From
Equation 3 applies for 1=1, . . . , N. Then assuming c is the, corrected, propagation speed, the Time Difference of Arrival (TDoA) can be determined by:
where ρ_{i}=ρ′_{i}+ρ″_{i}, and:
ρ′_{i}=√{square root over ((x _{i} −x _{o})_{2}+(y _{i} −y _{o})^{2})}{square root over ((x _{i} −x _{o})_{2}+(y _{i} −y _{o})^{2})}
ρ″_{i}=√{square root over ((x _{i} −x _{s})^{2}+(y _{i} −y _{s})^{2})}{square root over ((x _{i} −x _{s})^{2}+(y _{i} −y _{s})^{2})} (5)
Since the unknown position (x_{o}, y_{o}) needs to be obtained from the known position (x_{Λ }y_{Λ}), given the uncertainty in ({circumflex over (φ)}_{i}, {circumflex over (θ)}_{i}, and {circumflex over (τ)}_{i}), The expected statistical error in measuring (φ_{i}, θ_{i }and τ_{i}) is applied such that:
{circumflex over (τ)}_{i}=τ_{i}(x _{o} ,y _{o} ,x _{i} ,y _{i})+n _{τ} _{ i }
{circumflex over (θ)}_{i}=θ_{i}(x _{o} ,y _{o} ,x _{i} ,y _{i})+n _{θ} _{ i }
{circumflex over (φ)}_{i}=φ_{i}(x _{o} ,y _{o} ,x _{i} ,y _{i})+n _{φ} _{ i } (6)
where (n_{φ} _{ i }, n_{θ} _{ i }, and n_{τ} _{ i }) are the statistical errors, i=1, . . . , N for {circumflex over (φ)}_{i }and {circumflex over (θ)}_{i}, but i=2, . . . , N {circumflex over (τ)}_{i}.
Therefore, when the number of paths N≧3, (3N−1) measurements and (2N+2) unknown parameters are determined. The problem yields a nonlinear estimation problem that can be solved using machine learning or stochastic learning automata. Using a stochastic learning automata all nodes cooperate to arrive to better relative ranging. Therefore, the collective behavior of the selected set of nodes, or a cluster, are guaranteed to converge, since the accumulation of relative distances will naturally tend to marginalize low accuracy ranging in favor of the multiplicity of better accuracy ranging. Further, since the boundaries of the selected set of nodes (a cluster of nodes) are finite, the problem lends itself to deterministic finite automata. In the following section the formulation of the automata model is disclosed.
The approach used in this section defines a way to handle wireless channel propagation model that is efficient for many wireless technologies, but remain isolated from the stochastic method. Manufacturers might use alternate approaches to calculate the range between OOI and OX. The method that is illustrated here is given to show the use of nonCartesian coordinates with the stochastic approach. Alternative approaches can be used for instance, using an infrared ranging method combined with the disclosed stochastic approach that utilizes the calculated ranges but not to the ranging method in itself.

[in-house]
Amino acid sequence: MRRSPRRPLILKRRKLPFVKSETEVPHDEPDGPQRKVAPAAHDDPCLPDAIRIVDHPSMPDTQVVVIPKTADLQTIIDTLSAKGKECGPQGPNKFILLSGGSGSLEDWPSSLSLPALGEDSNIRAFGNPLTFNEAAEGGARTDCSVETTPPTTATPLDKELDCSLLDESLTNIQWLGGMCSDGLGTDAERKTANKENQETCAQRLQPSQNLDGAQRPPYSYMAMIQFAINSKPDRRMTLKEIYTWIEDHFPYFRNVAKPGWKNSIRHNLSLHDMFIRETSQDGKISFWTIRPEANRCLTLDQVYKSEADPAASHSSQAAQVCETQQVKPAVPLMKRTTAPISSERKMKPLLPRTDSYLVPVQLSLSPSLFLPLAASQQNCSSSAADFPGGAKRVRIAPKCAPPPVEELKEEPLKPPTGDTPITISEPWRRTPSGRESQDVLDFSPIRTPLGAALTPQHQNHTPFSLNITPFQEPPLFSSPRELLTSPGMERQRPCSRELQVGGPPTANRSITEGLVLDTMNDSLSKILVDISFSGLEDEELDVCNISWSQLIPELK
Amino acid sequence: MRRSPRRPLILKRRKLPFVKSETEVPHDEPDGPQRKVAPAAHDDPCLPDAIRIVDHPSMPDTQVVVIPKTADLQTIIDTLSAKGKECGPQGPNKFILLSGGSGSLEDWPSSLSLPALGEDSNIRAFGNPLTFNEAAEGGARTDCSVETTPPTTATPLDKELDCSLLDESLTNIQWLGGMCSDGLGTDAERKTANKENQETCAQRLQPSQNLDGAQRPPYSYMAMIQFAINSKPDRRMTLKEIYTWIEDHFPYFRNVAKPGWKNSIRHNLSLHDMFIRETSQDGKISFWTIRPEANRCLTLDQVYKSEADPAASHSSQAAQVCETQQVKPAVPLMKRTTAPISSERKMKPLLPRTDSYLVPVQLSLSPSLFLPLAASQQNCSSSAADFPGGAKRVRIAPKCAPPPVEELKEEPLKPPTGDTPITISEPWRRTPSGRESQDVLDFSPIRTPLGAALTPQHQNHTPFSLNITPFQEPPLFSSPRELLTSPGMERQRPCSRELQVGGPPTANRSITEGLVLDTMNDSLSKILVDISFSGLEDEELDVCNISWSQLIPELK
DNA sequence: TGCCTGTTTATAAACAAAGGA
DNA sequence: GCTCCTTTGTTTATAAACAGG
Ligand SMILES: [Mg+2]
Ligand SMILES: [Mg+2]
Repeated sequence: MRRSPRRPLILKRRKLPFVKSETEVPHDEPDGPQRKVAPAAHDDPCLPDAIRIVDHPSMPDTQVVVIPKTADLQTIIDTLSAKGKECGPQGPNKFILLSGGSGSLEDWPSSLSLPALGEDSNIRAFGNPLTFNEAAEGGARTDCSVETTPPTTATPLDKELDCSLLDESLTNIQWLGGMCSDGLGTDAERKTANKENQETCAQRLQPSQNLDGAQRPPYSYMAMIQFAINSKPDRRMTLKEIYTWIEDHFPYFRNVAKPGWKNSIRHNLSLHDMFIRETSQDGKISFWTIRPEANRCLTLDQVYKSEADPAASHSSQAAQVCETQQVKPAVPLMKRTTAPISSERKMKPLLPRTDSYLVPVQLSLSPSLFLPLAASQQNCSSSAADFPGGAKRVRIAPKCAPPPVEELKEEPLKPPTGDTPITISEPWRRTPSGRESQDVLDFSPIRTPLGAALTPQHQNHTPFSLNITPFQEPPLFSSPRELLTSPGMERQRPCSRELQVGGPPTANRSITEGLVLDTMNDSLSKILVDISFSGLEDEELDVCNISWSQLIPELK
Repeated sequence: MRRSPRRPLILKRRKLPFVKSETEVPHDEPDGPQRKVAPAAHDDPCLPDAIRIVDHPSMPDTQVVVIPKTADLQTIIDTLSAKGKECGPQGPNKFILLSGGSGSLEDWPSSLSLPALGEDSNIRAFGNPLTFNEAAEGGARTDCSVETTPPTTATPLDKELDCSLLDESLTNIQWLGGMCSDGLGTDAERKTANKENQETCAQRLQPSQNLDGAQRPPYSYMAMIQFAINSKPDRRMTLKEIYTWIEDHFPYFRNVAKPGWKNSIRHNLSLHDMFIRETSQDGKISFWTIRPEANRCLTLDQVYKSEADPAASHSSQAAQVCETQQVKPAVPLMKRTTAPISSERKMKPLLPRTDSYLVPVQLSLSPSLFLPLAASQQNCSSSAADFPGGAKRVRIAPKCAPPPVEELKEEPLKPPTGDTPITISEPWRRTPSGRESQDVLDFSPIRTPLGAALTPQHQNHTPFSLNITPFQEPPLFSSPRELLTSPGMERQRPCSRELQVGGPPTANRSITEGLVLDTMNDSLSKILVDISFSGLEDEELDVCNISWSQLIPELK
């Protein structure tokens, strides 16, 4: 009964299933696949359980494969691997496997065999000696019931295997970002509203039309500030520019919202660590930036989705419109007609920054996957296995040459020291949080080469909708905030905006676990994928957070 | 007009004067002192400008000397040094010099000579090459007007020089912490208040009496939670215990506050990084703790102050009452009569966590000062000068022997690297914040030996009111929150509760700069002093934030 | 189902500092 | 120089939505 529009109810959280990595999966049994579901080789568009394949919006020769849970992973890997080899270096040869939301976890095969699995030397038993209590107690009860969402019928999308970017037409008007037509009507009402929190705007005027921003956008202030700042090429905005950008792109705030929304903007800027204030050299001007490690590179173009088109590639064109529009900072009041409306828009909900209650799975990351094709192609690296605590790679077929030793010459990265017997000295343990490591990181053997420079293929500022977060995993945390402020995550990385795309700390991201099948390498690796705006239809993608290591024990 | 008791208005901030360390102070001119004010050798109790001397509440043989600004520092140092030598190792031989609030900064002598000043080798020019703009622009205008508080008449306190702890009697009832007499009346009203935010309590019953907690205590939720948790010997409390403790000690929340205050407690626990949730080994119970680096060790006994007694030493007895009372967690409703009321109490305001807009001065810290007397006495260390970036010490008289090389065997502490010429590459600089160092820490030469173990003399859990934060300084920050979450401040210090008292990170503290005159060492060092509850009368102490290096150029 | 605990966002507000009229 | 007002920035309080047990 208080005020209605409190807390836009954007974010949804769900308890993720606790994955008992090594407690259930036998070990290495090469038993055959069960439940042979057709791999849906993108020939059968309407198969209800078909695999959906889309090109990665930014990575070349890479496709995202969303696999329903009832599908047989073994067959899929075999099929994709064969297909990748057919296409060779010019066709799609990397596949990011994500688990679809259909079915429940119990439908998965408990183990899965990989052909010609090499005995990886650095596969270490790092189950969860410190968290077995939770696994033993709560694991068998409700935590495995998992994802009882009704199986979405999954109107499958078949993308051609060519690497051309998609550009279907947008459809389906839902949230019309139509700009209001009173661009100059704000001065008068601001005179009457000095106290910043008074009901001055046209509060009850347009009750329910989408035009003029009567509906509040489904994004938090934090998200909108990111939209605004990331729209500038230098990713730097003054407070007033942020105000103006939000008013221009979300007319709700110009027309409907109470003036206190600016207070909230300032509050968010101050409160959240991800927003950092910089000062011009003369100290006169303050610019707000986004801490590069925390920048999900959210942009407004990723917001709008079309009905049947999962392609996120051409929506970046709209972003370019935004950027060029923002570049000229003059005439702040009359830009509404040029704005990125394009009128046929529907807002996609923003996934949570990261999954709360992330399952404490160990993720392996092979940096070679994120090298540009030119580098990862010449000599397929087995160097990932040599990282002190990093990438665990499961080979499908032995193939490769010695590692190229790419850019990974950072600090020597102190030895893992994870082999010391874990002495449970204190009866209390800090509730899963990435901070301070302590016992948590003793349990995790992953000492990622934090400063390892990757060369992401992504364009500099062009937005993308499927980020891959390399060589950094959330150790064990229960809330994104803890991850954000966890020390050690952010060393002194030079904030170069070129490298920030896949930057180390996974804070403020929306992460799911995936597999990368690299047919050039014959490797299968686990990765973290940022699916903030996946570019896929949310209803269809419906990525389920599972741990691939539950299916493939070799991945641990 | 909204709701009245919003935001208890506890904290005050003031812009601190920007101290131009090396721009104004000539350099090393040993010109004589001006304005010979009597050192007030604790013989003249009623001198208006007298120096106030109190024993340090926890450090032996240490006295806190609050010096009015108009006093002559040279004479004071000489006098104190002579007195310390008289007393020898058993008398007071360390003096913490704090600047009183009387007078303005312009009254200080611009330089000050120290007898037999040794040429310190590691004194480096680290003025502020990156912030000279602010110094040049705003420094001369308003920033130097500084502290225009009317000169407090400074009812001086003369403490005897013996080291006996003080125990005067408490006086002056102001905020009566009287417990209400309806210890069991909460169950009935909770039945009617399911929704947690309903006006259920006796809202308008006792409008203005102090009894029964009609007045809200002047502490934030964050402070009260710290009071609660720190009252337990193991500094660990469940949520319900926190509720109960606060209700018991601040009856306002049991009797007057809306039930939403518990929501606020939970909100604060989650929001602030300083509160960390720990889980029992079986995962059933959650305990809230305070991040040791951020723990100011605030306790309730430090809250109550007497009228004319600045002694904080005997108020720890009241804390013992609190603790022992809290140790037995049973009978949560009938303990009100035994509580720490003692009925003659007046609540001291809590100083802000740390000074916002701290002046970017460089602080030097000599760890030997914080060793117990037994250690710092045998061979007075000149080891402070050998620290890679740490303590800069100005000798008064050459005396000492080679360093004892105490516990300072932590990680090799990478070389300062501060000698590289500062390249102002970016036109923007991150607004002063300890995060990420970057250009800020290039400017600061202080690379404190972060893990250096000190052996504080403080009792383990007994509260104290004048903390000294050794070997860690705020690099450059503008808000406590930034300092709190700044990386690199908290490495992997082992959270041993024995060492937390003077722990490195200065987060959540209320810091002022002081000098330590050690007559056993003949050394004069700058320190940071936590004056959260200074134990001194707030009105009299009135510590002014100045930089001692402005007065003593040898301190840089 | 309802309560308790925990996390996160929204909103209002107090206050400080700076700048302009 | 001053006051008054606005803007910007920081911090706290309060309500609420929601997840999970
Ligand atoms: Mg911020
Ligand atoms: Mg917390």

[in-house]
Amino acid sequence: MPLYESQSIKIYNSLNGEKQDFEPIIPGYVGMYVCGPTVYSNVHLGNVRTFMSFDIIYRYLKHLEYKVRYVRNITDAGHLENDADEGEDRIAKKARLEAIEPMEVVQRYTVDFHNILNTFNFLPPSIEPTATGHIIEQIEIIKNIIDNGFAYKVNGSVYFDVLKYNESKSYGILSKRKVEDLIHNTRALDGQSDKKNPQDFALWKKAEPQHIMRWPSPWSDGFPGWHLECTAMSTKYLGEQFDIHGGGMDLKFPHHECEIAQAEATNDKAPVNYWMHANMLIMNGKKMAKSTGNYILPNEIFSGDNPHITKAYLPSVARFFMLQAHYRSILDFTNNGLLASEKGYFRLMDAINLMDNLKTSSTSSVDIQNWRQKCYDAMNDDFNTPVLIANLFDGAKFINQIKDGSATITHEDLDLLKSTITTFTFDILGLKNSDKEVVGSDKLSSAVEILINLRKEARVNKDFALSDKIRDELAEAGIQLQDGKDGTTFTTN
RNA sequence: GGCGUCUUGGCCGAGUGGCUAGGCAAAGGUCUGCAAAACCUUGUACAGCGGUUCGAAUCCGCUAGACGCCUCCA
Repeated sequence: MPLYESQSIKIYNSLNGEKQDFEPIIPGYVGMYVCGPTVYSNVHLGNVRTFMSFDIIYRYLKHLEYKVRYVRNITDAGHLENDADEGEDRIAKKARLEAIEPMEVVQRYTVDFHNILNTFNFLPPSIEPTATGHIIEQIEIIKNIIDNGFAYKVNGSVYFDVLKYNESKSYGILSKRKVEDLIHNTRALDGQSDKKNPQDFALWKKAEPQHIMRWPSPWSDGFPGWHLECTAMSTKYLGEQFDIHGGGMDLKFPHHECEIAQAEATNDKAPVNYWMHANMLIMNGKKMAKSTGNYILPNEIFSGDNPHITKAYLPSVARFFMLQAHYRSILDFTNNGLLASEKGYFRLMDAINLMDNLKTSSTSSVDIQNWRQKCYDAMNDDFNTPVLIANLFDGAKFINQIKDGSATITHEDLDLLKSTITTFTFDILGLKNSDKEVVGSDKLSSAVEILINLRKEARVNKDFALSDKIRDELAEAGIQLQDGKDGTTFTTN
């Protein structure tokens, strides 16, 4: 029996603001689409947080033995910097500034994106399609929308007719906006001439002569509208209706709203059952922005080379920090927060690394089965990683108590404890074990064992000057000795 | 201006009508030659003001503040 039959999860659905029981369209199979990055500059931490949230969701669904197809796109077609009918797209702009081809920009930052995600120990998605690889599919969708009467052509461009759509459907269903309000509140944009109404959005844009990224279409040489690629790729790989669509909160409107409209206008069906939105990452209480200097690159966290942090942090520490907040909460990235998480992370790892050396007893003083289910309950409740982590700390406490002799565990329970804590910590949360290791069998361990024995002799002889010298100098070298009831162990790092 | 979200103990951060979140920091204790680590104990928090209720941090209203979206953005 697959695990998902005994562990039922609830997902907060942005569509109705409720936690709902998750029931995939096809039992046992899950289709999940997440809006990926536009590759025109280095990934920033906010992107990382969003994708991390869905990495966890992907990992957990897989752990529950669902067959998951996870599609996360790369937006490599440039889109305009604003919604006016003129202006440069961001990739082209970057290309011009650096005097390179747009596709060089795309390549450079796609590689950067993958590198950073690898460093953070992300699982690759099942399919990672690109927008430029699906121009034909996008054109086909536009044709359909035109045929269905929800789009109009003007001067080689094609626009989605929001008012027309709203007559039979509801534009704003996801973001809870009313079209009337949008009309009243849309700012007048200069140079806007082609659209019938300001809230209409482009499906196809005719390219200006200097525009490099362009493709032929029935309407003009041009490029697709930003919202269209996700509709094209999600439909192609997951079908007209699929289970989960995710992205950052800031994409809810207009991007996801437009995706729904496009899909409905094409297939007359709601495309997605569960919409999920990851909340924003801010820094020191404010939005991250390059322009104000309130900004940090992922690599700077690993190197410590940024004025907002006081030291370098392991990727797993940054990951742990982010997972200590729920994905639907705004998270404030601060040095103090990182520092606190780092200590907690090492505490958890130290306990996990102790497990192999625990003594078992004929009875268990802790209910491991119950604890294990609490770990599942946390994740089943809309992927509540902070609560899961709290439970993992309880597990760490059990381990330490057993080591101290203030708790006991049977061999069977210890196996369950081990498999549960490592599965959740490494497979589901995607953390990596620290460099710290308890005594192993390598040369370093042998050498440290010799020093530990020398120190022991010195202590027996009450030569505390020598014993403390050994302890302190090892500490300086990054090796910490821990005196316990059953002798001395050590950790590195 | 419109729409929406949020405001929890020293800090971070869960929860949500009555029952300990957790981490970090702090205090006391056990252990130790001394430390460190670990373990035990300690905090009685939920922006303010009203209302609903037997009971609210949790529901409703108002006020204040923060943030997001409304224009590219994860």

Clustering
A soft classifier is utilized to split the set of input values A into competing sets or clusters. Each set of Λ would include closer consistency in its parameters. In other words, elements of a set Λ_{a }when combined together, they end up with a crisp value for Λ_{OOI }that has the following features:

 1—All elements of Λ_{a }can be used to find Λ_{OOI }with accuracy <=ΔΛ at time (t) and timing accuracy (ζ).
 2—Elements that violate the previous condition may join Λ_{b}, where all elements of Λ_{b }can be used to find Λ_{OOI }with accuracy <=ΔΛ at time (t) and timing accuracy (ζ). Same applies to compute Λ_{c}, Λ_{d}, . . . and so on.
 3—At the end, the remaining a set of elements will represent elements that would together violate the required accuracy measures. Those elements are ignored or used for swapping only.
The above mentioned function can be achieved by applying fuzzy classifiers, rough sets, neural networks, or other similar classifiers. As disclosed inFIG. 5 , one classifier method is an Advanced Fuzzy Clustering Algorithm (AFCA) that performs the required classification to performing data clustering (308).